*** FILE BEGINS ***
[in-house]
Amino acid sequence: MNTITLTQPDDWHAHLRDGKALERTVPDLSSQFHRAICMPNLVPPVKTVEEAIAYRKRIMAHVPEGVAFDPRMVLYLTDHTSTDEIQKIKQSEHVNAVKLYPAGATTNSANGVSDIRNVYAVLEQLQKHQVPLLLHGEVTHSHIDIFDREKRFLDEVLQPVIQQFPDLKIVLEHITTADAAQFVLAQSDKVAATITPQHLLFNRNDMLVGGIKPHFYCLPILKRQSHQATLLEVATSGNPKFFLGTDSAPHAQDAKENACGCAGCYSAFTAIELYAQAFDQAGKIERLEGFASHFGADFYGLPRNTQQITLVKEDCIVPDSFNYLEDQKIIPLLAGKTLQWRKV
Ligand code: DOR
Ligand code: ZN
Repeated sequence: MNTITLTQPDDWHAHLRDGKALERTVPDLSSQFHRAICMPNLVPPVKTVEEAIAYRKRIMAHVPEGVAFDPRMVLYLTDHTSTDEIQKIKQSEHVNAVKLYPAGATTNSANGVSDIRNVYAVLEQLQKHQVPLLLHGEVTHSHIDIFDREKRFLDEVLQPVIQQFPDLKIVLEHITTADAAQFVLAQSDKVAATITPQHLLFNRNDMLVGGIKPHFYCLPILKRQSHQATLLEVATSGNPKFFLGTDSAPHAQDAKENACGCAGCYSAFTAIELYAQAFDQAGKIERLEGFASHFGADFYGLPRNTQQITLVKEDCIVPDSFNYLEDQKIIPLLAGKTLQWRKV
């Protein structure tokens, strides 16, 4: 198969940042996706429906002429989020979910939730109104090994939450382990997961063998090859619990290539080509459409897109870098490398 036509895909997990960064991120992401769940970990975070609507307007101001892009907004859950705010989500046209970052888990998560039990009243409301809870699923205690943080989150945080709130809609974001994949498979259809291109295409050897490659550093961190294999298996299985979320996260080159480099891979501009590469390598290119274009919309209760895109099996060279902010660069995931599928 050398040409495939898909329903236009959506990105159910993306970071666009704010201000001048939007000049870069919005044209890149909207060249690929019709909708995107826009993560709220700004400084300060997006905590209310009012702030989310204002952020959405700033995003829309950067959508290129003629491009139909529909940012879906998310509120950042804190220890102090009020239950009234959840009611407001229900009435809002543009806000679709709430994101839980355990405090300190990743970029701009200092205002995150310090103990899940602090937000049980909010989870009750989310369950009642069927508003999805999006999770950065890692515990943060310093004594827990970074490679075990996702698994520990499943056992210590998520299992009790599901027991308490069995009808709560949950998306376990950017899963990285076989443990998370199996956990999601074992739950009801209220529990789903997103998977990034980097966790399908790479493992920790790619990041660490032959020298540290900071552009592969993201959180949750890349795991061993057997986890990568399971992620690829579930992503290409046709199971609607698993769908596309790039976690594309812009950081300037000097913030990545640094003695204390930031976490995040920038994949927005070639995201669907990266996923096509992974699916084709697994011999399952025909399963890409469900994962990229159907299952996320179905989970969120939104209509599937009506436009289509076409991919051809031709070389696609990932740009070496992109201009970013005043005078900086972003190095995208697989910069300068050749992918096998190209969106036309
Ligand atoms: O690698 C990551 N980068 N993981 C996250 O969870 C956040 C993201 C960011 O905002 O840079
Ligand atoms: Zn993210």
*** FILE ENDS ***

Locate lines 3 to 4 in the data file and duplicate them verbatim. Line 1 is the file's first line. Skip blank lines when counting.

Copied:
Ligand code: DOR
Ligand code: ZN